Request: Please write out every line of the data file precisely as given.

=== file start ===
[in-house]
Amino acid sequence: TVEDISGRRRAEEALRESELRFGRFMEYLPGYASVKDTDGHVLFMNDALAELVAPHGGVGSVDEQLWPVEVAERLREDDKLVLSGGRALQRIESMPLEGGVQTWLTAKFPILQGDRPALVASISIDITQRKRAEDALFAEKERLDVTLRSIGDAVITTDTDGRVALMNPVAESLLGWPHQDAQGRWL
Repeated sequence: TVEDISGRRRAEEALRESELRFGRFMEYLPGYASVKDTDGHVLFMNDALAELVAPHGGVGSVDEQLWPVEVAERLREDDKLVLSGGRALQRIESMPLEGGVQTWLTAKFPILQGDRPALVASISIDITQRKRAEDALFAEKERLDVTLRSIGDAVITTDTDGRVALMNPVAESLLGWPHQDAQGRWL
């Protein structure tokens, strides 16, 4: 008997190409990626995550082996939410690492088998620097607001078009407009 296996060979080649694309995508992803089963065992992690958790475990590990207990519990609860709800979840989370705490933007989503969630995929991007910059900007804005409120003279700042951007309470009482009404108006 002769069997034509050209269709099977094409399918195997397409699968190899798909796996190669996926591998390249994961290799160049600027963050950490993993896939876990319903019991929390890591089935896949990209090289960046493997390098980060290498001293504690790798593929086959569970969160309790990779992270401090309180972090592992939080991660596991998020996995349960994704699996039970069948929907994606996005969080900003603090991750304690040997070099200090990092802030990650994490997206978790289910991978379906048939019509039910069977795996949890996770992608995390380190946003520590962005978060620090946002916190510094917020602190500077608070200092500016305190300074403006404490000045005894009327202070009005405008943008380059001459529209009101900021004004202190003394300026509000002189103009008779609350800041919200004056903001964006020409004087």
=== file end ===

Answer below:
[in-house]
Amino acid sequence: TVEDISGRRRAEEALRESELRFGRFMEYLPGYASVKDTDGHVLFMNDALAELVAPHGGVGSVDEQLWPVEVAERLREDDKLVLSGGRALQRIESMPLEGGVQTWLTAKFPILQGDRPALVASISIDITQRKRAEDALFAEKERLDVTLRSIGDAVITTDTDGRVALMNPVAESLLGWPHQDAQGRWL
Repeated sequence: TVEDISGRRRAEEALRESELRFGRFMEYLPGYASVKDTDGHVLFMNDALAELVAPHGGVGSVDEQLWPVEVAERLREDDKLVLSGGRALQRIESMPLEGGVQTWLTAKFPILQGDRPALVASISIDITQRKRAEDALFAEKERLDVTLRSIGDAVITTDTDGRVALMNPVAESLLGWPHQDAQGRWL
């Protein structure tokens, strides 16, 4: 008997190409990626995550082996939410690492088998620097607001078009407009 296996060979080649694309995508992803089963065992992690958790475990590990207990519990609860709800979840989370705490933007989503969630995929991007910059900007804005409120003279700042951007309470009482009404108006 002769069997034509050209269709099977094409399918195997397409699968190899798909796996190669996926591998390249994961290799160049600027963050950490993993896939876990319903019991929390890591089935896949990209090289960046493997390098980060290498001293504690790798593929086959569970969160309790990779992270401090309180972090592992939080991660596991998020996995349960994704699996039970069948929907994606996005969080900003603090991750304690040997070099200090990092802030990650994490997206978790289910991978379906048939019509039910069977795996949890996770992608995390380190946003520590962005978060620090946002916190510094917020602190500077608070200092500016305190300074403006404490000045005894009327202070009005405008943008380059001459529209009101900021004004202190003394300026509000002189103009008779609350800041919200004056903001964006020409004087």